Step 3: Strain the Cooked Oil

Let the cannaoil cool after cooking. Place a cheesecloth or strainer on your glass jar and pour the cannabis-infused oil in. Don’t squeeze it; just let it drip through completely. For best results, strain it twice.

Step 4: Store Cannaoil

Yes, storing is an important step, so store it in a cool, dark place.

Your cannabis-infused oil can last for up to six months, and you can freeze it if you want it to last longer than that.

Note that over time, THC will convert to a cannabinoid known as cannabinol (CBN), so the longer you store it, the less potent it may become. That’s not bad, though, because CBN has its benefits.

If you’re thinking of what to make with cannaoil, worry not, as it is a versatile ingredient that allows you to explore several cannaoil recipes, replacing your plain oil.

One of the most popular uses of cannabis oil is baking. You can make potent brownies, biscuits, and cakes. However, don’t use high heat if you’re baking with cannaoil, or you’ll burn off the terpenes and cannabinoids. We recommend slow and steady baking to preserve the quality of the cannaoil in your recipe. 

Besides baking, you can also use cannaoil to make stir fries and sauces, drizzle it on pasta, or eat it with bread.

If you don’t feel like doing any kitchen work, you can consume your cannaoil orally by placing a few drops under the tongue.

How to Store Cannaoil 

After making your cannabis oil, you need to store it properly to preserve quality. Don’t let your efforts waste because of poor storage.

Below are some tips on how to store cannaoil:

  • Store in a cool, dark place: Pick a spot away from sunlight, humidity, and heat; your kitchen cabinet will do. The ideal temperature for storing your cannaoil is between 60 and 70OF. Also, you need to use an airtight container; your cannaoil will go rancid if air gets into it.
  • Avoid storing in plastic: Plastic can leach chemicals into your cannabis oil, which can alter the flavor and potency. Glass containers will do just fine.
  • Freeze it: If you’re storing your cannabis-infused oil for a long time, you can freeze it. This will extend its shelf life considerably. When you’re ready to use the oil, thaw it in the refrigerator overnight.

If you follow these tips, you can store cannaoil for several months without losing its potency or flavor.

How to Dose Cannaoil

Dosing is important when consuming cannabis because you’ll know the amount of THC, CBD, and other cannabinoids you consume and what effects to expect. That said, you can’t know the exact level of potency in your cannabis, but you can make estimates based on THC content.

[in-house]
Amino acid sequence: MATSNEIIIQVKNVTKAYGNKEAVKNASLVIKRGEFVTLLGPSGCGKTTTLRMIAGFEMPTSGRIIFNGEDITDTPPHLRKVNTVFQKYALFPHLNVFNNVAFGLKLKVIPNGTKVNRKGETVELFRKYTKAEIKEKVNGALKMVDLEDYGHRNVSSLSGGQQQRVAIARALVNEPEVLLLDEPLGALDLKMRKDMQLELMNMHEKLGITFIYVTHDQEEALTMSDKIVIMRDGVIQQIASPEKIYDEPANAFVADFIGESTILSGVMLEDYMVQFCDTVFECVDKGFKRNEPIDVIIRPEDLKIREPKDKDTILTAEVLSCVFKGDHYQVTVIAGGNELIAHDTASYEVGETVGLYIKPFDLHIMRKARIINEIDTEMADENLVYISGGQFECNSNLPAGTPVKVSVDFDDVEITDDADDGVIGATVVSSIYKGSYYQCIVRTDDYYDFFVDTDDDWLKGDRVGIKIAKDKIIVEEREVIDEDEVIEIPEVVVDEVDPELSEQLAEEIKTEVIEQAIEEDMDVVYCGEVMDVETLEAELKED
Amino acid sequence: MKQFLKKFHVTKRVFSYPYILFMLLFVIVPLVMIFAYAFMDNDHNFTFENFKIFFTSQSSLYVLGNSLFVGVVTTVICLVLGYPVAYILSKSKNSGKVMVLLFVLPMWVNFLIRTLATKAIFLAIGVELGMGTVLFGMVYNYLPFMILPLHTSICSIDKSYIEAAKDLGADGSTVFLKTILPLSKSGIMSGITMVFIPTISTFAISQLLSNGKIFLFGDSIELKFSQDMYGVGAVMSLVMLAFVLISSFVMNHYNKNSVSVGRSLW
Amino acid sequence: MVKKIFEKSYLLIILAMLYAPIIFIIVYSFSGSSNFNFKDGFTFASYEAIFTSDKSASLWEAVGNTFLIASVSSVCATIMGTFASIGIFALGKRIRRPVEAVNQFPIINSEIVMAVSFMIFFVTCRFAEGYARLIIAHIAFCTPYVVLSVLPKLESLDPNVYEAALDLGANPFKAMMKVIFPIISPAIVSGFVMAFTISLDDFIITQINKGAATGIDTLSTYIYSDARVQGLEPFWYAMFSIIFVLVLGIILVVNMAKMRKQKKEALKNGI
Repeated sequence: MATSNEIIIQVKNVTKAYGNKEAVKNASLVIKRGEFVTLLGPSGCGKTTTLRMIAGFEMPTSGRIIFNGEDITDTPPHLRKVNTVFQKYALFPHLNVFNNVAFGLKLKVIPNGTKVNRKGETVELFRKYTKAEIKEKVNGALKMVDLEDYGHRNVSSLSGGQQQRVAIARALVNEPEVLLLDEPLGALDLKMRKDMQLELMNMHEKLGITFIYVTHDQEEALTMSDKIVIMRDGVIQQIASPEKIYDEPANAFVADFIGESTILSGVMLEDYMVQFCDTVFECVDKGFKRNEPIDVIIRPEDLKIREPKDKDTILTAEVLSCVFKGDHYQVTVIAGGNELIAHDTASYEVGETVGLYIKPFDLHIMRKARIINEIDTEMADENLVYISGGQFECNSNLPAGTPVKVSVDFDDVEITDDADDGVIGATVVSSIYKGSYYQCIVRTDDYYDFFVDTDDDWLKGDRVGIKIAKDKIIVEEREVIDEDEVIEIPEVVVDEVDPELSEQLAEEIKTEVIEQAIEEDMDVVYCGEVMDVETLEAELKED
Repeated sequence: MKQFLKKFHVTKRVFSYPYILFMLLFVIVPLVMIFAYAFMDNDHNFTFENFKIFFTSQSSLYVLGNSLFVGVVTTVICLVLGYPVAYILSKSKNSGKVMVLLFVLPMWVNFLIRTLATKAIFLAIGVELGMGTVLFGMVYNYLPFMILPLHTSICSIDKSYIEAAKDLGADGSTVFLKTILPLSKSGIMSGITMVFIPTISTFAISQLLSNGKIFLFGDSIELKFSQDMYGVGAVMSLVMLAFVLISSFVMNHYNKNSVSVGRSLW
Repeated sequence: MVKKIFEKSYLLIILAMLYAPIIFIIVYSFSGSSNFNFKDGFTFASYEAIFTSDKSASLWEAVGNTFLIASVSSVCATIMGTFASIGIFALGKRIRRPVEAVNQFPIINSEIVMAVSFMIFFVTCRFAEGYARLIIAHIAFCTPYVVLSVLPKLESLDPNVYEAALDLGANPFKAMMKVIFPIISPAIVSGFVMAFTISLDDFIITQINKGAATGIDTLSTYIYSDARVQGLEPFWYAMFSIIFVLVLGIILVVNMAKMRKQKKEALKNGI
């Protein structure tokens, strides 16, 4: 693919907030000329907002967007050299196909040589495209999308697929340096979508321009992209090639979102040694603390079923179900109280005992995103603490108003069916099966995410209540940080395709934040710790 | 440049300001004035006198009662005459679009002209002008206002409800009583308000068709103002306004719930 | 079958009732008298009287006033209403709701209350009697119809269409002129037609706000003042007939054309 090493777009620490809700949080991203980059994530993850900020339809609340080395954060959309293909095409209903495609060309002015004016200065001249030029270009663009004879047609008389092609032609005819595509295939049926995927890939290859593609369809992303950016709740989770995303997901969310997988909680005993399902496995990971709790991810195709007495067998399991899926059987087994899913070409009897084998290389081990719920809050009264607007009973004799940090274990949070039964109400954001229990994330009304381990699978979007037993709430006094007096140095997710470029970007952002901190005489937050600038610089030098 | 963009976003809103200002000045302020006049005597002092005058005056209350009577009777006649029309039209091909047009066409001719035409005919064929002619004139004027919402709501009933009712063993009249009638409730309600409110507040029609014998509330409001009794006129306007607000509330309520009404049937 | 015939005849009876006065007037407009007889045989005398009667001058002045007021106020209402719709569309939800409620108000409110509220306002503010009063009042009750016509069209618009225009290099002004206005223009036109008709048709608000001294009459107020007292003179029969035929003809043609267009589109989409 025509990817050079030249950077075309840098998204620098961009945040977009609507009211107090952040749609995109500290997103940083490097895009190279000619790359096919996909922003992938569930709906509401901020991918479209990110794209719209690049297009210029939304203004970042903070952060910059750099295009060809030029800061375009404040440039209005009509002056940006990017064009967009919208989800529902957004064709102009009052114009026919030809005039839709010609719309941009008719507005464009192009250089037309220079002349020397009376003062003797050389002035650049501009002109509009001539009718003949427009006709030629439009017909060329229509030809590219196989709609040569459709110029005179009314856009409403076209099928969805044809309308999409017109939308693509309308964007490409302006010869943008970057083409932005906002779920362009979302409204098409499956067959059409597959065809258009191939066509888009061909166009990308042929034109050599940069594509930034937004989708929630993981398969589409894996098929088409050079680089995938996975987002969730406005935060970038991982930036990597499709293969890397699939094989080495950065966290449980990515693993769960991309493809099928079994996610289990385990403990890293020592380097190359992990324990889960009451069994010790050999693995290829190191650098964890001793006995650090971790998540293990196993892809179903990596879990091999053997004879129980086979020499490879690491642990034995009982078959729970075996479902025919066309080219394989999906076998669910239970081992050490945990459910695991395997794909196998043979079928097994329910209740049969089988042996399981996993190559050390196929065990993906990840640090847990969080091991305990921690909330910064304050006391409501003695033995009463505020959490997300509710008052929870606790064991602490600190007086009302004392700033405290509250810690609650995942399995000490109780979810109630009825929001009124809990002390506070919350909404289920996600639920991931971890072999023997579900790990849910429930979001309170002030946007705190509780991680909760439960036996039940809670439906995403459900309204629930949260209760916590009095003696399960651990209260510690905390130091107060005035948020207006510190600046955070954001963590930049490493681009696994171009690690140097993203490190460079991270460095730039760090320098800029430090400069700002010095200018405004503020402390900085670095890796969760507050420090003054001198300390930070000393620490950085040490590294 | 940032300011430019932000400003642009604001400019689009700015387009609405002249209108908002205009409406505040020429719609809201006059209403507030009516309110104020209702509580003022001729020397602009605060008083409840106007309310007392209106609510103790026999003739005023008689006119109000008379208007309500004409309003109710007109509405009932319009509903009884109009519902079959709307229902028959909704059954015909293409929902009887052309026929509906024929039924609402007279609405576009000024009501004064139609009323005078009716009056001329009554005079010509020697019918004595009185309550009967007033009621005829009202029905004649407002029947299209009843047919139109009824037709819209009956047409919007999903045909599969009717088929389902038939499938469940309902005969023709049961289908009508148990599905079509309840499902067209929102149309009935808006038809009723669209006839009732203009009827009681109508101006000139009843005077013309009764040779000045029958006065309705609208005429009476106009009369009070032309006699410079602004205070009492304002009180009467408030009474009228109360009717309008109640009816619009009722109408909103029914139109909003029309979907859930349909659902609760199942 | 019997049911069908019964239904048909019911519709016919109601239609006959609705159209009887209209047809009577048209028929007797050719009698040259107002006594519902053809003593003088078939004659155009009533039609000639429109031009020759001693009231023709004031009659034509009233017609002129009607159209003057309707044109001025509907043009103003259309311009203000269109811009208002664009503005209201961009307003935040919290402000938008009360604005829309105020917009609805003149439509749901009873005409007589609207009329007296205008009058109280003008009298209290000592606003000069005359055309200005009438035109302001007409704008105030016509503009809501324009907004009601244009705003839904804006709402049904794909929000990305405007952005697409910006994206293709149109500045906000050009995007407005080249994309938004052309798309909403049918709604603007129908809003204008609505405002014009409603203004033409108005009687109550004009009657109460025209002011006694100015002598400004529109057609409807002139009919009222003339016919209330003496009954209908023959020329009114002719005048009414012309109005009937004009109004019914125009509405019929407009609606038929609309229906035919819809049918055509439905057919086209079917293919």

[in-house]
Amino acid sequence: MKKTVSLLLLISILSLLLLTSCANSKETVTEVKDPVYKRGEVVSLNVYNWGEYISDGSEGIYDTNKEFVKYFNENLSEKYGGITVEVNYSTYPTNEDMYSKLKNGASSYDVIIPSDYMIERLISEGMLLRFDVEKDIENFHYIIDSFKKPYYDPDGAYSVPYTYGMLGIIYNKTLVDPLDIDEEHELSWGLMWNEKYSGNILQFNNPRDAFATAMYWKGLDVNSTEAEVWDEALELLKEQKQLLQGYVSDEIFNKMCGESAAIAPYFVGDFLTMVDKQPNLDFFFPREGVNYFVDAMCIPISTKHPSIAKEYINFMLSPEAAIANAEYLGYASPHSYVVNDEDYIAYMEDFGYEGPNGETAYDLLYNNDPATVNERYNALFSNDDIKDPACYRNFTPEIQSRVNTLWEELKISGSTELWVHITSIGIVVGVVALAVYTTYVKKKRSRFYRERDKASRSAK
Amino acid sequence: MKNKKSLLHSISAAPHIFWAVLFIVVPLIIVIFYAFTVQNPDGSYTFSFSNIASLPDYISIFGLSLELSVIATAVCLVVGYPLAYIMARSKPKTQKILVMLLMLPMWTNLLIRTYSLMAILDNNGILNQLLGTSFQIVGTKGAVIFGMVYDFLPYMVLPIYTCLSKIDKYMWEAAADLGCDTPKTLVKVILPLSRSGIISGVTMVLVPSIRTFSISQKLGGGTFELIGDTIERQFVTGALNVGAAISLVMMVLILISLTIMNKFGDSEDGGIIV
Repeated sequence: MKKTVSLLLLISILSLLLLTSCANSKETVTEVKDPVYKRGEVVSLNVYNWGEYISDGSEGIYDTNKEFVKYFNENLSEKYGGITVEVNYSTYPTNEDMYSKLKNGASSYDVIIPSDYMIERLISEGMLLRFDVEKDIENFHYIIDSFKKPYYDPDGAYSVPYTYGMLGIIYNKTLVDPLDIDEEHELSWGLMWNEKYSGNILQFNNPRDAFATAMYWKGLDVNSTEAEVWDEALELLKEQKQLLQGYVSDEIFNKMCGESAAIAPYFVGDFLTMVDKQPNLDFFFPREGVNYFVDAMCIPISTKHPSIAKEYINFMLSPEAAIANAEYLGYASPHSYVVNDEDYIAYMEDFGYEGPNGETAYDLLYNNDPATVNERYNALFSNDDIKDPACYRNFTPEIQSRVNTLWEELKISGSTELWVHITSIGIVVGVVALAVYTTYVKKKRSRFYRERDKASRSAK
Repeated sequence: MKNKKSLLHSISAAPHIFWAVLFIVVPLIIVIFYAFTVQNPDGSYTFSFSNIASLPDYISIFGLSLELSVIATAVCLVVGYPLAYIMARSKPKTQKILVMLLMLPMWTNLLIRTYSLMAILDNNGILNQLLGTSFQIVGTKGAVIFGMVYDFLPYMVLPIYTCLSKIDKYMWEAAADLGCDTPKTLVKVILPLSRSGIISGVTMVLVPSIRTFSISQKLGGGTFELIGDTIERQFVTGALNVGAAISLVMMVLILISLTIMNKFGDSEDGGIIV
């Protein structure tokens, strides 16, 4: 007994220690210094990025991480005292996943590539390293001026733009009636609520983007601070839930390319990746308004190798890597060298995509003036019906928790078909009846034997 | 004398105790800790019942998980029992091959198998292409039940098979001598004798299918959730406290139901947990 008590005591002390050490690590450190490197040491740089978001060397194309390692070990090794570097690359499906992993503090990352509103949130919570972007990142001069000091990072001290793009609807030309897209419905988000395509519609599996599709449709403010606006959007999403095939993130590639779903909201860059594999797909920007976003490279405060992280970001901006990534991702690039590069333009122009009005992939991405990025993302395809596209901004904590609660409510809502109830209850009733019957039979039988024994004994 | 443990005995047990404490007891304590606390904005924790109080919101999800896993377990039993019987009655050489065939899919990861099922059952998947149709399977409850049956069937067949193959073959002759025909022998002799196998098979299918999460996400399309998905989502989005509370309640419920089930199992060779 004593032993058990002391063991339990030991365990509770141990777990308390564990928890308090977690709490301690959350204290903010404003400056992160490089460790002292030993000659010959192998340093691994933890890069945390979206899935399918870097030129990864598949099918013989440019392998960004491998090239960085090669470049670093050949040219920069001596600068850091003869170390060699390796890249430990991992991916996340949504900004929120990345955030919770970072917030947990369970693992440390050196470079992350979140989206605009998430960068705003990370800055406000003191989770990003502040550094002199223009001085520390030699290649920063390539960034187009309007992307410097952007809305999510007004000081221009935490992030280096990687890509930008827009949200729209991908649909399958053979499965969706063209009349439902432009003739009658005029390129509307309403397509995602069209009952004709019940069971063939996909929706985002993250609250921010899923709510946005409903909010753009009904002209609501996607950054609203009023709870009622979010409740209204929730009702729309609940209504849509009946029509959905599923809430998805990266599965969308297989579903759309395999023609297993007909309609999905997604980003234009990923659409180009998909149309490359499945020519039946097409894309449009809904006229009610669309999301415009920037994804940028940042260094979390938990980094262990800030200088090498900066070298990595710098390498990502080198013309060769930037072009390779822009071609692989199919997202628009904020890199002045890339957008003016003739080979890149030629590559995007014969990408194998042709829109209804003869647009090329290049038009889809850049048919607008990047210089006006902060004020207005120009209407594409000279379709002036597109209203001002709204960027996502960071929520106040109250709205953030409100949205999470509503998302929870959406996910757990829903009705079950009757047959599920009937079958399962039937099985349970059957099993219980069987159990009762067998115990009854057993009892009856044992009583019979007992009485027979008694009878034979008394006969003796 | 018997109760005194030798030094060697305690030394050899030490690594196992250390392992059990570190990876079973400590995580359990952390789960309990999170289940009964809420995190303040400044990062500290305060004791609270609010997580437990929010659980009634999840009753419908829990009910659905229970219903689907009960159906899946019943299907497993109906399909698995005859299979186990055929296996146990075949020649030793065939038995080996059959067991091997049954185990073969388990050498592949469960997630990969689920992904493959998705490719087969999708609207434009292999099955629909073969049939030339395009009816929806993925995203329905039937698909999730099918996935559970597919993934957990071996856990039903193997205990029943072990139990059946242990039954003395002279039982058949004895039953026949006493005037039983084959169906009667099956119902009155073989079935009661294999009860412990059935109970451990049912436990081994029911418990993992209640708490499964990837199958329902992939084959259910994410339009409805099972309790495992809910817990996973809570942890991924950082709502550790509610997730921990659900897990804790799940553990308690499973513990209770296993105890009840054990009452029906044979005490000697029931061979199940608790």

Basically, pay attention to the amount of THC in the cannabis you use to make cannaoil. The higher the THC content, the stronger the potency of the cannaoil.

For instance, a strain like OG Kush contains 20% THC so that’s a potential cannabis oil potency of 1400mg. You’ll lose some of that potency during the infusion process but still get potent cannaoil—about 70% to 95% of the THC will remain after the infusion.

To be safe, you can dilute your cannaoil with plain cooking oil so that you consume a low dose and watch how your body reacts to it before you consume more.

It’s always best to start with a low dose because you risk unpleasant side effects if it’s too high.

Can You Buy Cannaiol Already Made? 

Yes, you can. Licensed dispensaries sell cannaoil!

Note that you’re looking for cannaoil, not CBD oil. Cannaoil is more potent because it contains cannabinoids from the whole plant, including THC, CBD, and terpenes, which work together to produce an entourage effect. CBD oil contains only CBD. So, don’t mix them up when you visit your local dispensary.

Getting the Best Canna-Ingredients With An MMJ Card  

Need access to excellent cannabis products in order to make your edibles at home? Then you need an MMJ card.

With your MMJ card, you can legally purchase tested and verified cannabis products from licensed dispensaries, giving you access to various high-quality ingredients, including flower and concentrates.

Your MMJ card also gives you privileged access to discounts and promotions from licensed dispensaries.

Click here or the link below to book a call. Let’s help you get your card and get on the cannabis wellness train.

Get the most out of your cannabis with an MMJ card!

Having an MMJ card means having better cannabis products at lower prices. You can get yours online in less than 15 minutes with Elevate Holistics!

Get Your MMJ Card Right From Home

Elevate Holistics’ process is quick, affordable, and done entirely online. It’s never been so easy.

About the author

Ally Hilbert is the Content and SEO Manager here at Elevate Holistics, working to publish and run Elevate’s blogs and landing pages, as well as conduct keyword research, competitor analysis, and more. After having brain surgery at the age of 17, Ally became fascinated with medical cannabis and its benefits, and, at 18, had her first CBD-related piece published. Today, she’s been writing about cannabis for the past six years, and simply can’t think of a better company to get to do it for. When she’s not writing or editing, Ally’s side-by-side with her pup Sadie in Seattle.